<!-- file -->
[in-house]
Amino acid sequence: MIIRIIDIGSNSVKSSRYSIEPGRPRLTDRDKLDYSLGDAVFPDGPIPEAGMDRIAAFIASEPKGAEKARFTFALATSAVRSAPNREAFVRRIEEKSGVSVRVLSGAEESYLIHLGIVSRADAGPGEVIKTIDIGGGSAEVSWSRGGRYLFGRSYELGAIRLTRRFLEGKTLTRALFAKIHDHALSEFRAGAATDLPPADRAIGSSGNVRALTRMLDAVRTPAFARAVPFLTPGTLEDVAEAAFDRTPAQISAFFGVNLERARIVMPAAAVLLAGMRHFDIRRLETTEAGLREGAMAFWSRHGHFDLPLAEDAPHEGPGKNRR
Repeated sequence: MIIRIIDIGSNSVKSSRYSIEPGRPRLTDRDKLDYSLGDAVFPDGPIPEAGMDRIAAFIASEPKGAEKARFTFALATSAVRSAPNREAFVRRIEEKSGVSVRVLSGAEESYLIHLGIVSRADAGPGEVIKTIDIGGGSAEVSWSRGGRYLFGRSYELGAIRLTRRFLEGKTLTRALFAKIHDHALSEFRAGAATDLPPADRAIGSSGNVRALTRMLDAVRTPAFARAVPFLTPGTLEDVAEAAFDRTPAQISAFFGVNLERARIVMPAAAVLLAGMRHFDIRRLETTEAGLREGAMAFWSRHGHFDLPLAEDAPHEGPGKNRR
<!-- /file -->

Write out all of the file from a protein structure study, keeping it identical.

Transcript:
[in-house]
Amino acid sequence: MIIRIIDIGSNSVKSSRYSIEPGRPRLTDRDKLDYSLGDAVFPDGPIPEAGMDRIAAFIASEPKGAEKARFTFALATSAVRSAPNREAFVRRIEEKSGVSVRVLSGAEESYLIHLGIVSRADAGPGEVIKTIDIGGGSAEVSWSRGGRYLFGRSYELGAIRLTRRFLEGKTLTRALFAKIHDHALSEFRAGAATDLPPADRAIGSSGNVRALTRMLDAVRTPAFARAVPFLTPGTLEDVAEAAFDRTPAQISAFFGVNLERARIVMPAAAVLLAGMRHFDIRRLETTEAGLREGAMAFWSRHGHFDLPLAEDAPHEGPGKNRR
Repeated sequence: MIIRIIDIGSNSVKSSRYSIEPGRPRLTDRDKLDYSLGDAVFPDGPIPEAGMDRIAAFIASEPKGAEKARFTFALATSAVRSAPNREAFVRRIEEKSGVSVRVLSGAEESYLIHLGIVSRADAGPGEVIKTIDIGGGSAEVSWSRGGRYLFGRSYELGAIRLTRRFLEGKTLTRALFAKIHDHALSEFRAGAATDLPPADRAIGSSGNVRALTRMLDAVRTPAFARAVPFLTPGTLEDVAEAAFDRTPAQISAFFGVNLERARIVMPAAAVLLAGMRHFDIRRLETTEAGLREGAMAFWSRHGHFDLPLAEDAPHEGPGKNRR